Sunday, 24 May 2015

Ireland, same-sex unions & Pentecost

Yesterday the Republic of Ireland voted in a referendum to allow same-sex marriages.  The remarkable aspect here is that it was a public referendum and there was a clear message that the people want this to be allowed to happen.  In a country where this would have seemed unthinkable just a few years ago, there has clearly been a radical social change.  I have long since realised that when you ask people you get a very different answer to what you think you will get before hand, not least because the majority are often silent and quietly make their minds up away from the noise and clamour of those who like to tell everyone what 'everyone thinks'.  I wish we had had a referendum here on this, because it would have provided greater legitimacy to the change and also it would have offered space for a better debate than we had.  That said the arguments deployed were very similar and the majority of the people clearly found those against didn't cut it for them.

In response there have comments from churchmen that they need to reconnect with the young.  I'm not sure if this means that they feel the need to change their view so that it is more in line with the public mood or find better ways of communicating what stands in opposition to the public consciousness.  Many will see this as a matter of justice and equality, which it is.  How we see justice has to be based on something.  That clearly has to be more than the teaching of a particular church.  More is required.

The best definition of justice I know comes form the 11th century Archbishop of Canterbury, St Anselm.  He was brought into a dispute after the Norman conquest between the monks at Canterbury and the new Archbishop, Lanfranc.  A Saxon Archbishop, Alphage, had been murdered by the Danes because he refused to allow the city to pay a crippling ransom for him.  Lanfranc thought this didn't constitute a sufficient reason to regard him as a saint, so deleted him from the calendar of holy days.  The monks, in uproar, appealed to the visiting Anselm.  His response was that Alphege died for justice, since justice is truth in action, he therefore died for truth.  He was reinstated in the calendar.

Truth is itself a slippery phrase, but it needs assessing by some standard.  Since the 16th century,  after Richard Hooker, Anglicans have had at their disposal three pillars for assessing truth: Scripture, Tradition and Reason (reflection on experience and other knowledge).  Scripture gives us the story of faith that provides the frame through which we interpret the meaning of life.  Tradition gives us the story of that faith over time and ensures that we have a sense of how we got to be where we are, in thought and insight.  Reason is how we make sense of everything else that we know, from science, the arts and our experience of life.  All of this has to be put into the mix and how we see truth is the product that comes out at the other end.  When we put this into practice, we live justice.  Truth will find it is justified by experience and be backed up.  Falsehood will crumble and not be sustained.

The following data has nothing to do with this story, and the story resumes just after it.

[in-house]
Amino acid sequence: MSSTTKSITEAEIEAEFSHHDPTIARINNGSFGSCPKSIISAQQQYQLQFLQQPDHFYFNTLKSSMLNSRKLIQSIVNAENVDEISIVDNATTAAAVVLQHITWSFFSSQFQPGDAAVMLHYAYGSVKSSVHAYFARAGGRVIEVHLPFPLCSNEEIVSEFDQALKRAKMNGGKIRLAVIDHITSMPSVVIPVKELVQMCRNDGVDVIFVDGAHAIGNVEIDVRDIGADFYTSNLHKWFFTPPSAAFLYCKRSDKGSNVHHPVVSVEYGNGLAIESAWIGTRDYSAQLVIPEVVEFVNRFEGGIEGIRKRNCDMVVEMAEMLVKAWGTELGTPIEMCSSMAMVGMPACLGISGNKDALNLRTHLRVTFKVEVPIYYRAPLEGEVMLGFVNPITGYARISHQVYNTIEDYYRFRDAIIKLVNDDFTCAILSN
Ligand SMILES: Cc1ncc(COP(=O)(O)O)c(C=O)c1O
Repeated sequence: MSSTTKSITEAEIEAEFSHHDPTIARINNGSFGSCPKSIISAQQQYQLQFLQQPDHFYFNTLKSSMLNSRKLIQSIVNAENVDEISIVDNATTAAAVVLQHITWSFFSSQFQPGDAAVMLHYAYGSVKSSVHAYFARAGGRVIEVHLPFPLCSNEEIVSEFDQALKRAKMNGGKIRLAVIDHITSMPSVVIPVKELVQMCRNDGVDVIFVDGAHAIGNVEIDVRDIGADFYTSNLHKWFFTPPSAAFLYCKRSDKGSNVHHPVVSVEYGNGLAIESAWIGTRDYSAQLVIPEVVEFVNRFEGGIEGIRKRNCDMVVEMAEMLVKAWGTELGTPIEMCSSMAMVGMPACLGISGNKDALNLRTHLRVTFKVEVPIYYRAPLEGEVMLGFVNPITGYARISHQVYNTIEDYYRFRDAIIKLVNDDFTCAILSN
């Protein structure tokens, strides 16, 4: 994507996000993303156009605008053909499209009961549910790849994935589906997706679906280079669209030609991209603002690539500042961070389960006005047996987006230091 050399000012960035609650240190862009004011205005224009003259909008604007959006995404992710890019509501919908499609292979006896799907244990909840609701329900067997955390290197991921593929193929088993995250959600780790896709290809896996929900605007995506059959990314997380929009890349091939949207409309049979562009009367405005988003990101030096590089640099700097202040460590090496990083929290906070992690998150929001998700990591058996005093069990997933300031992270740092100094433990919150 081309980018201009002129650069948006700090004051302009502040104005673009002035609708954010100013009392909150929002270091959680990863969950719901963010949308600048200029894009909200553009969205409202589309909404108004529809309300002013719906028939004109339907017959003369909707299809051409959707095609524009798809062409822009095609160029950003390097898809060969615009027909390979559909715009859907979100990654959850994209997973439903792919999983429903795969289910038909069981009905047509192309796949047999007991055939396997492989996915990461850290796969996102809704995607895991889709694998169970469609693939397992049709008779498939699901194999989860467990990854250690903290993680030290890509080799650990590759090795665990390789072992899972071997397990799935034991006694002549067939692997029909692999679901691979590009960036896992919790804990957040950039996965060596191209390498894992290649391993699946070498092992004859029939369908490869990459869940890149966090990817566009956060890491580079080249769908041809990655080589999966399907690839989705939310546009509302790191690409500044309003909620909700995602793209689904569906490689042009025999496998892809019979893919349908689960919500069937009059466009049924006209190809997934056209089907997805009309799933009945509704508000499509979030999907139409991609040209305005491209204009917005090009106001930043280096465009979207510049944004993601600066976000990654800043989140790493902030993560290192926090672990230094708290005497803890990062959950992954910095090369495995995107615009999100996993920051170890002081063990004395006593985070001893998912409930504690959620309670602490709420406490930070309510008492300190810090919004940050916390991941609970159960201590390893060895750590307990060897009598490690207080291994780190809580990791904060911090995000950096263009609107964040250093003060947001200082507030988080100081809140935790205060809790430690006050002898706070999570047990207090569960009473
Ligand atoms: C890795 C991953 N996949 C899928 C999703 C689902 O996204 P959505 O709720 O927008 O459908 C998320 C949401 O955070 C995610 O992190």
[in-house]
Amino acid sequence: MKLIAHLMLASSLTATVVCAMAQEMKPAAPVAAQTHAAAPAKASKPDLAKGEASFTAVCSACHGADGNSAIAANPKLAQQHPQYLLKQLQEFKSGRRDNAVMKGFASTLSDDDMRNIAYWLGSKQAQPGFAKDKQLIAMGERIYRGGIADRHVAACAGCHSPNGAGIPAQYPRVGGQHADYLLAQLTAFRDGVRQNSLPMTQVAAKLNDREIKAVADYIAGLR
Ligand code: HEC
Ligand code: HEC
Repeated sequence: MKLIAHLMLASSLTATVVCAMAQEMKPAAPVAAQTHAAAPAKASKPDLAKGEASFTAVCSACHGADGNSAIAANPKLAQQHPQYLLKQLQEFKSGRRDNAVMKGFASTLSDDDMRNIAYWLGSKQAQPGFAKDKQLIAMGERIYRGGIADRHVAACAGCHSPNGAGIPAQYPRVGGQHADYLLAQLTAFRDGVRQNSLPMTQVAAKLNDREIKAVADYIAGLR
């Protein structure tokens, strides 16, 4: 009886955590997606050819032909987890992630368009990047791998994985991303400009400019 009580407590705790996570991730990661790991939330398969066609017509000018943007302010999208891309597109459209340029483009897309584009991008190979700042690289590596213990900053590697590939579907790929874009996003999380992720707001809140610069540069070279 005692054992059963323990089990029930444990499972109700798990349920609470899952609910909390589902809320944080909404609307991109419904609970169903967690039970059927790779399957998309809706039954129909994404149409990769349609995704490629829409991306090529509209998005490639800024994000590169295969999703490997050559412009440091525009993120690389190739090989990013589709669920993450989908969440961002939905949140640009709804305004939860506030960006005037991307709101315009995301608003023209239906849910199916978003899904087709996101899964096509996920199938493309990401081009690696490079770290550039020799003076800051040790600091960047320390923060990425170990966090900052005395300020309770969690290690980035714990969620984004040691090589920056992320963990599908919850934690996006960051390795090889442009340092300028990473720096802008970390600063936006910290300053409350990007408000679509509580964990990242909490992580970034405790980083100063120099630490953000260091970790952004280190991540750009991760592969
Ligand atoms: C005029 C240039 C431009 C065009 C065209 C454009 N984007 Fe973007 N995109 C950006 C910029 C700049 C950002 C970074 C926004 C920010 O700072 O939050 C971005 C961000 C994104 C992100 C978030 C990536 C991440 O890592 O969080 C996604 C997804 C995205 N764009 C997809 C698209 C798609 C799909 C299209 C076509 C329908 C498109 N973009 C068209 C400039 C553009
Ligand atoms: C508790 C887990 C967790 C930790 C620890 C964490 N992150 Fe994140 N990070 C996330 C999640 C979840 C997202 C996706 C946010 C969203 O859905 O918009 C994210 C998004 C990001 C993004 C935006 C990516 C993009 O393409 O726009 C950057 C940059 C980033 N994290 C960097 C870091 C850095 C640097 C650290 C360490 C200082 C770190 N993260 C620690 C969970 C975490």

Attitudes to sexuality have changed dramatically over recent decades.  This is not surprising because we have come to see that people do not choose who they love or who they are attracted to.   We understand its complexity in ways we once did not.  How we see this will determine how we assess what is truth and therefore what is just.  The people of Ireland have decided that they do not see a conflict between what they believe and same-sex relationships.  The idea that the Magisterium of the Roman Catholic Church can tell them what constitutes truth has clearly been left behind, otherwise they would have voted in a very different way.

The Holy Spirit leads us into truth.  It disturbs and challenges.  It brings to light things which we have not seen before.  We can only interpret its stirrings in light with what we can see as being possible and some things seem to take a long time to break through, and a more liberal attitude to sexuality would seem to be one of those areas.  If truth is static we would have no use for the Holy Spirit.  Everything would be clear and all we would need to do is follow the Maker's instructions.  But that is not the way Scripture describes God's revelation.  Insights emerge and change; it is more relational than concrete.  In relationship we change as we grow and share, experience and reflect.

The arguments for and against same-sex marriages have been rehearsed many times.  My thought here is how the change in public mood can fit with how we understand what is true and the guidance of the Holy Spirit, who leads us into truth and urges change where it is needed.  It is grounded in how we understand and perceive, even evaluate, truth, which is itself based in the interaction between scripture, tradition and reason.

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